Andrea Marcon at the Library of Congress; and the perils of lists
Monday, August 28, 2006 at 11:56AM
Stephen Brookes

August 28, 2006
Andrea Marcon
The Library of Congress has released its 2006-7 concert schedule, and I'm jumping up and down to see that the Venice Baroque Orchestra under Andrea Marcon is coming in February. (If you haven't heard their Vivaldi recordings, head to Amazon right away.) Plenty of other ear-watering stuff coming too, including the Beaux Arts Trio (Oct 7), the Orchestra of the Age of Enlightenment (December 7), and Daniel Bernard Roumain (February 15), to name just a few.

lute1.jpgAnd if you're at all interested in early music and haven't seen the exhibit "Noyses, sounds, and sweet aires":  Music in Early Modern England at the Folger Theater, try to drop by soon. 

It's a modest but genuinely interesting show -- and it's only there until September 9.

The Post's chief critic Tim Page had a big spread in Sunday's paper listing the top works of the 20th Century ("20th-Century Music Gets a Bad Rap. Here Are 25 Reasons to Reconsider").

Take a look; it's aimed at people dipping their toes into these scary but fascinating waters for the first time, and includes thoughtful suggestions of works by Mahler, Janacek, Sibelius, Strauss, Busoni, Debussy, Schoenberg, Ravel, Orff, Bartok, Stravinsky, Berg, Copland, Revueltas, Shostakovich, Sondheim, Pettersson, Babbitt, Messiaen, Boulez, Stockhausen, Reich, Lucier, Britten, and Glass.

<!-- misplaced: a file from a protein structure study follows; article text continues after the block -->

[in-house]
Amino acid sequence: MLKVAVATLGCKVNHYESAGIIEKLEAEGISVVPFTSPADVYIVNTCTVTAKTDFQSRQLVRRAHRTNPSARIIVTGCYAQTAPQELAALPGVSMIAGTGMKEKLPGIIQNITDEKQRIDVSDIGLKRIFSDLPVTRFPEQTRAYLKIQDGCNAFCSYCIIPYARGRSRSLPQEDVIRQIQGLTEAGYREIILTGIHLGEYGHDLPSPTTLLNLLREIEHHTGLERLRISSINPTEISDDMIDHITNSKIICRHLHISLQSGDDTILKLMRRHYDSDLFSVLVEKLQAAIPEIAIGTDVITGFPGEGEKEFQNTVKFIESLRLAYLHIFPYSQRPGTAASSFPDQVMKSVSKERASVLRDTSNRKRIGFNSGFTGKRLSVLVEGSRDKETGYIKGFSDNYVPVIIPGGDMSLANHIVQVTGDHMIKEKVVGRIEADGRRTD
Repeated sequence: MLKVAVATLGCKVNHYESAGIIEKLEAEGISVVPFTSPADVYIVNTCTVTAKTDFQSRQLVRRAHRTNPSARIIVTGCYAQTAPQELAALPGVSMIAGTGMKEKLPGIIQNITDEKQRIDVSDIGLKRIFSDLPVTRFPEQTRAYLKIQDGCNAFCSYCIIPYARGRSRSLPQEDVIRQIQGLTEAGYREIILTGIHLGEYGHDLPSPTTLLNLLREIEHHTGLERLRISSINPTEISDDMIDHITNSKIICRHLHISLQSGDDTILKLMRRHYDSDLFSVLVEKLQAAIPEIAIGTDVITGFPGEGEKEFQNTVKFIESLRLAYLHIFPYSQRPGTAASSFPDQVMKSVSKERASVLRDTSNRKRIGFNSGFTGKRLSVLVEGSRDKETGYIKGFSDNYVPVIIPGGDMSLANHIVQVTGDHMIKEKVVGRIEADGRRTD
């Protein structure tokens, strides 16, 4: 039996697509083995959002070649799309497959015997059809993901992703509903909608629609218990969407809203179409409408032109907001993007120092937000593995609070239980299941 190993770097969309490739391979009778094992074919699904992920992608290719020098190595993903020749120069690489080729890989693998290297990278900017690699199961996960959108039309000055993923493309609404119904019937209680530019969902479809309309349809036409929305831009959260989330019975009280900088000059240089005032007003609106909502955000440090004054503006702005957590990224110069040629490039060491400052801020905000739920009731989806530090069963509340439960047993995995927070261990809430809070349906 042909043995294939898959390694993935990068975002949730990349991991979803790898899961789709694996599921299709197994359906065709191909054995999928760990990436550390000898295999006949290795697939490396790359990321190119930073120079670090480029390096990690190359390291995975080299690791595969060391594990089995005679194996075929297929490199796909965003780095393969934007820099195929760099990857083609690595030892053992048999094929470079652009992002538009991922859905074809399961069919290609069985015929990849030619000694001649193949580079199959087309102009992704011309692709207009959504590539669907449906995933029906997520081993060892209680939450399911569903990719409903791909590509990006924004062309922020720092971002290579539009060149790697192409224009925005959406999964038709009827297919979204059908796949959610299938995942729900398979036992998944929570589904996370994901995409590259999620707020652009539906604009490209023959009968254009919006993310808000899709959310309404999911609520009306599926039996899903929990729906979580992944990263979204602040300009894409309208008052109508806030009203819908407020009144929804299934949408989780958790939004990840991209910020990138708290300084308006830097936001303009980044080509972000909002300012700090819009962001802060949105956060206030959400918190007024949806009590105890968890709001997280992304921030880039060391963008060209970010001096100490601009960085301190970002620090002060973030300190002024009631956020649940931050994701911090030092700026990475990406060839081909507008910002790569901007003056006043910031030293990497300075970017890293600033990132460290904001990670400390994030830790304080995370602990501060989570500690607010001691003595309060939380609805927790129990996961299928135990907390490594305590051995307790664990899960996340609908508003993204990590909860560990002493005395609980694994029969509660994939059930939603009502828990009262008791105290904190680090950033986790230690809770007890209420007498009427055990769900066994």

But of course it's a thankless task -- impossible to include the whole gang, and everyone with an interest in contemporary music will yell at you (Where's Ives? And Xenakis! What's Sondheim doing there?  It's too avant-garde! It's not avant-garde enough!).

And I have to say, it was a venal crime not to include Sofia Gubaidulina.

Missing: Sofia
But it's great to see so many people responding with their own enthusiastic suggestions, including (as of this morning): Bernd Alois Zimmermann, Webern, Ligeti (twice), Rachmaninoff, Carter (of course!), Shapey, Elgar, Enescu, Falla, Honegger,  Martinu, Prokofiev, Roussel (um ... Roussel?) and Szymanowski. And one reader took issue with the "dead white male " thing, pointing to a dozen female composers from Lili Boulanger to  Meredith Monk who should have made the cut.

Next week:  The top 100?  Let the yelling begin!   

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